BOOK REVIEW / Strung out over the abyss: 'A Dream of Mind' - C K Williams: Bloodaxe, 6.95

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WITH his previous book, Flesh and Blood, C K Williams established himself as one of the finest American poets now writing. It linked him to the Whitman who wrote, 'My flesh and blood playing out lightning to strike what is hardly different from myself', not only by the long lines that Williams uses, but also by the confidence that his own experience will touch a reader hardly different from himself.

What immediately impressed was the urgency behind the leisurely lines, the way they registered how 'we're compressed into this single span of opportunity', and his ability to make sense of every stray detail and chance encounter. Like Whitman, he is drawn to what others turn away from: the tramp whose ankles are 'scabbed and swollen', or a dog run over, 'tearing, frenzied, at its broken spine'.

I quote from Flesh and Blood because it seems to be locked in a dialectic with his new book, A Dream of Mind. Their titles alone suggest this opposition. Though his new work includes things just as painfully physical - in the poem 'Harm', for instance, where another tramp exposes 'scarlet testicles . . . blown up . . . with some sorrowful disease' - the slant is more interior. And while Flesh and Blood was concerned with properties of mind, A Dream of Mind makes the psychological and the abstract tangible. We meet phrases of magisterial awkwardness such as 'chunks of feeling', 'blocks of time', 'parcels of experience' and 'bulk of otherness', but the awkwardness is deliberate. Williams needs thought to become solid before he can set to work on it.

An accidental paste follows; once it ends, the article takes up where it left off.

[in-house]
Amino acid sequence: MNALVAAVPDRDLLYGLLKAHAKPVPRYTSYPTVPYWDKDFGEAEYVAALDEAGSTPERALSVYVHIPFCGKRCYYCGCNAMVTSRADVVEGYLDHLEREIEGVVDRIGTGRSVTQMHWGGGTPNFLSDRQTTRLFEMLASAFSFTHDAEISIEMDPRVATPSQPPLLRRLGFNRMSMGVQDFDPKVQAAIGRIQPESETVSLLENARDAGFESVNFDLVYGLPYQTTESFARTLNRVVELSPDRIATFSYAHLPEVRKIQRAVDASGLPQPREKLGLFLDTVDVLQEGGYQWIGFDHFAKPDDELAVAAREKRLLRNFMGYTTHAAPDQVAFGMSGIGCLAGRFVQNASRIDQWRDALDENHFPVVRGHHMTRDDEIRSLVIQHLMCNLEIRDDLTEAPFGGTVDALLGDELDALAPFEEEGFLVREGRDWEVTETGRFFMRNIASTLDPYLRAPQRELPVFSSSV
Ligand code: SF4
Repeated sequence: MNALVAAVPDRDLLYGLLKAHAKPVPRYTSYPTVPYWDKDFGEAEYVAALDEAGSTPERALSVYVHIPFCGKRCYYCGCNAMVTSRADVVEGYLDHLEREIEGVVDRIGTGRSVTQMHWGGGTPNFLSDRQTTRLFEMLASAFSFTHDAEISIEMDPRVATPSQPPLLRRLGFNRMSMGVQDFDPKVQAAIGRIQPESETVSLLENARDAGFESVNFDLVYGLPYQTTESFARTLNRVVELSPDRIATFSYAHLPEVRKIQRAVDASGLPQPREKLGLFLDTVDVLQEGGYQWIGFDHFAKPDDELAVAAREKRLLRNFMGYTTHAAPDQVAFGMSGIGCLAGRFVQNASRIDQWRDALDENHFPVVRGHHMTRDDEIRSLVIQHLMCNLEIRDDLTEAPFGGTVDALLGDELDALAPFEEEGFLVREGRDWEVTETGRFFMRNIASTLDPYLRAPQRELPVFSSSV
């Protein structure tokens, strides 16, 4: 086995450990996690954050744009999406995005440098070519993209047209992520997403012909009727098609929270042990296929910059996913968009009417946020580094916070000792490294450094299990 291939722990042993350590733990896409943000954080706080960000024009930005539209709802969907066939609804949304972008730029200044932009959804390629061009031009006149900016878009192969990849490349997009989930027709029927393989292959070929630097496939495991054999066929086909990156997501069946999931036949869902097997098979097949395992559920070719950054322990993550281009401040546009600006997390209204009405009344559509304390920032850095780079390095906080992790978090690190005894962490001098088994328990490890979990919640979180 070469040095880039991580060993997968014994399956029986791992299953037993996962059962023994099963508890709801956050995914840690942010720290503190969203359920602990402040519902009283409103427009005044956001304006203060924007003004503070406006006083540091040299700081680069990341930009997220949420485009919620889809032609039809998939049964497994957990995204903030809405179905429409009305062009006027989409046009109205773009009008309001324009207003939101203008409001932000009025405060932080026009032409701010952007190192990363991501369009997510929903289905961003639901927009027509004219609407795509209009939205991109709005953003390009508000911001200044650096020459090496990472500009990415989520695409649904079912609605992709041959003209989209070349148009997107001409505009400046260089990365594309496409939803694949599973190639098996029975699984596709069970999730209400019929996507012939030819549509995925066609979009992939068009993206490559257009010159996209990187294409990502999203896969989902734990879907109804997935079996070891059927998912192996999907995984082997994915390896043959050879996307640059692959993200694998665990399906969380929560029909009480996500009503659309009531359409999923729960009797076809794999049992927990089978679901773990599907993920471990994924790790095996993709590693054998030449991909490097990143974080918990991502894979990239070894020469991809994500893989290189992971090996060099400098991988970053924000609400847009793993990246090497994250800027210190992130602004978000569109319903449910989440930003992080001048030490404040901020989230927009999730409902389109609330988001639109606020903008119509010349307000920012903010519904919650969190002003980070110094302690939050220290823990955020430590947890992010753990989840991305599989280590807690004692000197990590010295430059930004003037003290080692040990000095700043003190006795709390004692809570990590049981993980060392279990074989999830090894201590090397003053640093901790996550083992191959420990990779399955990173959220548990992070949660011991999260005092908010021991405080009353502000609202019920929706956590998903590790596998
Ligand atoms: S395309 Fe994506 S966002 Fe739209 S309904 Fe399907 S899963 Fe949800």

The title sequence takes this method to an extreme, in 16 long poems stripped of plot, incident, almost everything except the style which Williams has so painstakingly evolved. Without narrative, we are left with a weird cumbersome locomotion; all the same, there's something compelling about the performance. 'Shells', for example, begins: 'Shells of fearful insensitivity that I keep having to disadhere from my heart, how dream you?' - a first line it's hard to imagine a poem recovering from, and yet it draws a new music out of its creaky, mournful phrases.

These may prove to be the real heart of the book, but for the moment my money is on the first three sections. The first includes 'Harm' and, among other extraordinary poems, a story from Herodotus which puts Williams's narrative skills to good use. After professions of friendship, and Pythius's plea for one of his sons to be exempted from the war, 'Xerxes commanded that the beloved elder son of Pythius be brought to him and cut in half, / and that the halves be placed along the roadside for his army to march out towards Greece between'. That final severed preposition is placed with deadly accuracy and forms a gory frame through which we look back at the story.

The second section is a sheaf of separate stories about jealousy, bound together by Williams's determination to leave nothing unexplored. His honesty allows space for compassion, even humour. 'Signs', for example, has him figuring out how he knows that his friend's wife has a lover: 'a certain tenderness of atmosphere, of aura, almost like a pregnancy, with less glow, perhaps, / but similar complex inward blushes of accomplishment.' The halting pace of the first line and the acceleration of the second is typical of the way in which Williams catches the rhythm of perceptions.

The longest poem, which weaves together two stories, makes up the third section. In treating relationships, death and poetic ambition, this poem explores the 'grievous cosmic flinchings from reality' in life as well as art. The bulk of its 200 or so long lines hinges superbly on the title phrase, 'She, Though'. It's this attention to the tiny joints and ligaments of speech that justifies Williams's dilatory method. His clumsy abstractions and even the repellent verbs of a line like 'to touch, touch into, hold, hold against, to feel, feel against and long towards again' are risks worth taking in an attempt to forge a new language of perception.

Though many will prefer his previous book for its breadth of experience, I wouldn't hesitate to recommend A Dream of Mind for its unflinching gaze into what Shelley, another poet of mind, calls 'the dark abyss of how little we know'.